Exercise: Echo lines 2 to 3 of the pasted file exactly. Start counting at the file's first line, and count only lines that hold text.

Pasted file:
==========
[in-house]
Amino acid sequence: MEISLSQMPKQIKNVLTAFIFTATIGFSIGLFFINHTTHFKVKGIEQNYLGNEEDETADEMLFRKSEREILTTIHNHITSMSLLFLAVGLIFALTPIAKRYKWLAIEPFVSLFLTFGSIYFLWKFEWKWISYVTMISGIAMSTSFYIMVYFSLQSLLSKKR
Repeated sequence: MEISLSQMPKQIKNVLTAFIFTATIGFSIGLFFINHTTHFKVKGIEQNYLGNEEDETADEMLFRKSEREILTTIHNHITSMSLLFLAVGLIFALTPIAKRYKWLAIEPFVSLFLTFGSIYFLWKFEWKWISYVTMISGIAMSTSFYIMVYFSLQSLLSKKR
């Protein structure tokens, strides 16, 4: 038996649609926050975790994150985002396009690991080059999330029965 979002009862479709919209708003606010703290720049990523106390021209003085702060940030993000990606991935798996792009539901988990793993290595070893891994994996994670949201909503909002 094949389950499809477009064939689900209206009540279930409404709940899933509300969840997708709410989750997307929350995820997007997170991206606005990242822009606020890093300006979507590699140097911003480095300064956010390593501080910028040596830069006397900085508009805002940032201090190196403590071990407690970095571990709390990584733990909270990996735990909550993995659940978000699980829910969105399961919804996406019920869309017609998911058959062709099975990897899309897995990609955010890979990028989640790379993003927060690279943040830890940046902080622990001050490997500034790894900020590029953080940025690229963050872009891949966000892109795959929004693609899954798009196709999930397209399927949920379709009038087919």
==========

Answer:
Amino acid sequence: MEISLSQMPKQIKNVLTAFIFTATIGFSIGLFFINHTTHFKVKGIEQNYLGNEEDETADEMLFRKSEREILTTIHNHITSMSLLFLAVGLIFALTPIAKRYKWLAIEPFVSLFLTFGSIYFLWKFEWKWISYVTMISGIAMSTSFYIMVYFSLQSLLSKKR
Repeated sequence: MEISLSQMPKQIKNVLTAFIFTATIGFSIGLFFINHTTHFKVKGIEQNYLGNEEDETADEMLFRKSEREILTTIHNHITSMSLLFLAVGLIFALTPIAKRYKWLAIEPFVSLFLTFGSIYFLWKFEWKWISYVTMISGIAMSTSFYIMVYFSLQSLLSKKR